MDA Hosts One-Day ALS 'Think Tank'

Ten leaders in the field of ALS research put their heads together on Oct. 24, 2009

by Quest Staff on October 28, 2009 - 3:32pm

Neurologist Valerie Cwik, senior executive vice president-research and medical director at MDA, and neurologist Stan Appel
Neurologist Valerie Cwik, senior executive vice president-research and medical director at MDA, and neurologist Stan Appel, a longtime MDA research grantee and director of the MDA/ALS Center at Methodist Neurological Institute in Houston, at the Oct. 24 meeting

An all-day "think tank" to consider priorities for amyotrophic lateral sclerosis (ALS) research based on the latest information was conducted with ten of the leading scientists and clinicians in the field and senior MDA staff in Tucson, Ariz., on Saturday, Oct. 24, 2009.

Each specialist introduced his or her area of expertise and led an approximately 20-minute discussion, gathering input and answering questions from the other participants.

The topics included explorations of the state of current knowledge about several aspects of ALS, the contributions of each aspect, and some ideas about therapeutic targets.

Discussions covered the cutting-edge of ALS research:

  • ALS-related defects in the mitochondria, the parts of cells where energy is produced;
  • oxidative stress, a type of cellular damage that results from accumulation of metabolic byproducts;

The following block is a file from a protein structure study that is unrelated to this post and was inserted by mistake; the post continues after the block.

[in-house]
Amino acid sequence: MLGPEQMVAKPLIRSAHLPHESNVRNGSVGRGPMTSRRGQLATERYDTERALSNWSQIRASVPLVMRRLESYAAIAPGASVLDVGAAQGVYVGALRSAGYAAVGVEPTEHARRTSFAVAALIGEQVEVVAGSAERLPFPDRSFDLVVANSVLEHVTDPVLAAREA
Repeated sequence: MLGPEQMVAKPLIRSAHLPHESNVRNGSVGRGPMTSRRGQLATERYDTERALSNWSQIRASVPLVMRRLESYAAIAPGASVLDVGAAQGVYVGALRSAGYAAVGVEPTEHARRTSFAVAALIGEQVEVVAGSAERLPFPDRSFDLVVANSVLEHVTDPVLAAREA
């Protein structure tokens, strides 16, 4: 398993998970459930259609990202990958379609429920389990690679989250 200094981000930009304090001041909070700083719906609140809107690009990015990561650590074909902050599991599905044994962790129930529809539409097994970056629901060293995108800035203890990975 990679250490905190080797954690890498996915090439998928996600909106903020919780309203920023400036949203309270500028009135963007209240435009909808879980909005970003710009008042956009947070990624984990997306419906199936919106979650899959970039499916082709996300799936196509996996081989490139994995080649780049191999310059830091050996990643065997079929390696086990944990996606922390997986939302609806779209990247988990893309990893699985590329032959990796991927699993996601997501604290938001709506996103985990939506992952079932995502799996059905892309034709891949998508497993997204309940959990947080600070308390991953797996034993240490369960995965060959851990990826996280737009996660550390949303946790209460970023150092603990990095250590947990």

• dysfunction of a protein known as TDP43;
  • ER stress, a type of cell damage that results from effects on the endoplasmic reticulum, a microscopic network inside cells;
  • injury to oligodendrocytes, cells in the central nervous system that make an insulating coating for nerve fibers;
  • positive and negative contributions of astroglia, cells that normally support the primary nerve cells (neurons);
  • positive and negative contributions of microglia, immune-system cells of the nervous system;
  • cell replacement therapies in ALS;
  • blocking of harmful genetic instructions (such as instructions that lead to the manufacturing of toxic SOD1 protein molecules in one form of familial ALS) with compounds known as antisense oligonucleotides;
  • the potential role of growth factors, such as vascular endothelial growth factor, in the treatment of ALS;
  • what has been and can be learned from clinical trials of lithium; and
  • what we know about the emerging field of lipid (fat) metabolism in this disease.

As a result of this session and follow-up communications among the attendees, a prioritized list of research directions will be created.

Participants in the meeting were Jinsy Andrews, Stanley Appel, Robert Baloh, Merit Cudkowicz, Jonathan Glass, Michio Hirano, Robert Miller, Timothy Miller, Hiroshi Mitsumoto and Jeffrey Rothstein.


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